Eknath Easwaran – The End of Sorrow (Nilgiri Press 1975) pp 109 - 111
""Sages speak of the immutable ashvattha tree, The Tree of Life, with its taproot above and its branches below. On this tree grow the scriptures; seeing their source, one knows their essence. Nourished by the gunas, the limbs of this tree spread above and below. Sense objects grow on the limbs as buds; the roots hanging down bind us to action in this world. The true form of this tree- its essence, beginning and end - is not perceived on this earth. Cut down this strong-rooted tree with the sharp axe of detachment; then find the path which does not come back again. Seek That, the First Cause, from which the universe came long ago."
Most of the Tree of Life, we should remember, lies in the world within. Sri Krishna is telling us to get beneath the surface and trace our way back to the source.
One school of thought speaks of this tree as an illusion, because separateness is an illusion. But I would say each leaf is precious. Each individual creature deserves our respect, love and protection. So instead of talking about cutting down trees, I would rather talk about digging to the root, deep in the soil of the consciousness. Meditation is the tool for digging."" (click on coloured text for link to Blue Mountain Centre site)
Bhagavad Gita for Daily Living p. 182 -chapter 15 1-4 - by Eknath Easwaran
""Above and below its branches spread, blossoming because of the gunas, having for their shoots the sense-objects; deep down in the world of men are ramified its roots, in the shape of the consequences of action.(ch 2) In the first verse, Sri Krishna shows the means of going beyond this world. In this verse, he has described the world from another point of view, that of the ignorant man.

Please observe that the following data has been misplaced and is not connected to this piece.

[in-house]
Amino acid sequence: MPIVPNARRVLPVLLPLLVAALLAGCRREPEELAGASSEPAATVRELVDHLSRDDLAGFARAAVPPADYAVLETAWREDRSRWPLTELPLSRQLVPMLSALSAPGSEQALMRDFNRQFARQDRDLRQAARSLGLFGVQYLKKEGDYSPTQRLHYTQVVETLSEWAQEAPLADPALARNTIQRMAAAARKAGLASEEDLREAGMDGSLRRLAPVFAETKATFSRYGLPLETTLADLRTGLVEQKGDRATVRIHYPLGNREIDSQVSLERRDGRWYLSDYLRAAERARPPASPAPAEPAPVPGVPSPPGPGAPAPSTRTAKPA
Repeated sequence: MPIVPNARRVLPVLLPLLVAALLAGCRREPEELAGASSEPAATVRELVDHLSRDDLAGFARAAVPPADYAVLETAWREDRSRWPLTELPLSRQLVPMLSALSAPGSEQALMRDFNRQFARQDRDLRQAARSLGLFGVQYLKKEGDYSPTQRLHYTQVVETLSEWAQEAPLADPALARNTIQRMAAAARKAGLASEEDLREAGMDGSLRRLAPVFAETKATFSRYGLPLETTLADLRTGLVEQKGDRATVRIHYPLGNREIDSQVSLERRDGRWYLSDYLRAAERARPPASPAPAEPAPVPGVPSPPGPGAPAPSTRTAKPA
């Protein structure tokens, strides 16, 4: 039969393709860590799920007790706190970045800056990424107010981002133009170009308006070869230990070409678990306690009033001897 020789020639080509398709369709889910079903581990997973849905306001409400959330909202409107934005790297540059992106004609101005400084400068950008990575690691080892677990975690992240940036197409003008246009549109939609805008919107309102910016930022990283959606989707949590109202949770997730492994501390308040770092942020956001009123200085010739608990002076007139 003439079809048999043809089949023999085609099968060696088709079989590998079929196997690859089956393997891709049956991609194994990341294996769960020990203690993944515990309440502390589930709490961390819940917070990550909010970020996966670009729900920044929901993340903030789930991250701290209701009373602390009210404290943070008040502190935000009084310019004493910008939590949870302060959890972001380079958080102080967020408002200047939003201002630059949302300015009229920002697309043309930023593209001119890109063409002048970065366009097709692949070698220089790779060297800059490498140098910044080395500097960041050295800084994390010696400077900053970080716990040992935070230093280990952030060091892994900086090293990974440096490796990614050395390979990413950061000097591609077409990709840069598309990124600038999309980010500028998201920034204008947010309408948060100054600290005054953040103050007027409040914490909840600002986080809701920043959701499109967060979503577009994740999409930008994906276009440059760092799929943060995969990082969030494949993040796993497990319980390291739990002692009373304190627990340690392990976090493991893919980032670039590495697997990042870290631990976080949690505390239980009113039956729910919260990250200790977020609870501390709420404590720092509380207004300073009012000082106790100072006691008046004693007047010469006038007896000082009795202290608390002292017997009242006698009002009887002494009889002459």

Its form as such is not here percieved, neither is its end, nor beginnning, nor basis. Let men first hew down this deep-rooted Ashvattha with the sure weapon of detachment: Let him pray to win to that haven from which there is no return and seek to find refuge in the Primal Being from whom has emanated this ancient world of action.
We shall remain apart from this world, while working in it, when we no longer look upon it as God's sport but, regarding it as the sphere in which people run after enjoyments, cut it off at the root with the weapon of non-cooperation. In no other way is it possible to cut it off at the roots, for it is without beginning and without end. That is why Shri Krishna has advised non-cooperation.
To that imperishable haven those enlightened souls go - who are without pride and delusion, who have triumphed over the taints of attachment, who are ever in tune with the Supreme, whose passions have died, who are exempt from the pairs of opposites, such as pleasure and pain.
They who crave to win that haven are indifferent to honour or insult. They are absolutely free from delusion. They have scored triumph over the taints of attachment. Those who are always atmarthi (that is, who are aware every moment that they are not their physical bodies but are the atman), whose cravings for objects of senses have subsided (who look not fear-struck but serene at the moment of death) are the enlightened souls that go to that imperishable haven.
On every leaf of the banyan tree are inscribed the Vedas, which means that Ramanama is inscribed on its every leaf. The world is a holy gift made by God out of His grace; the tree of the world grows from the navel of Brahma. But there is another world with its root below, whose leaves are the various objects of sense pleasure; that world is the world of desire. Adhyatmanityah means those whose thoughts dwell with love on Rama, who repeat His name and who do his work. (pp. 252/253)
from M.K. Gandhi Interprets The Bhagavadgita Orient Paperbacks - "discourses which he gave at the Satyagraha Ashram, Ahmedabad, during morning prayers over a period of nine months from February 24 to November 27, 1926".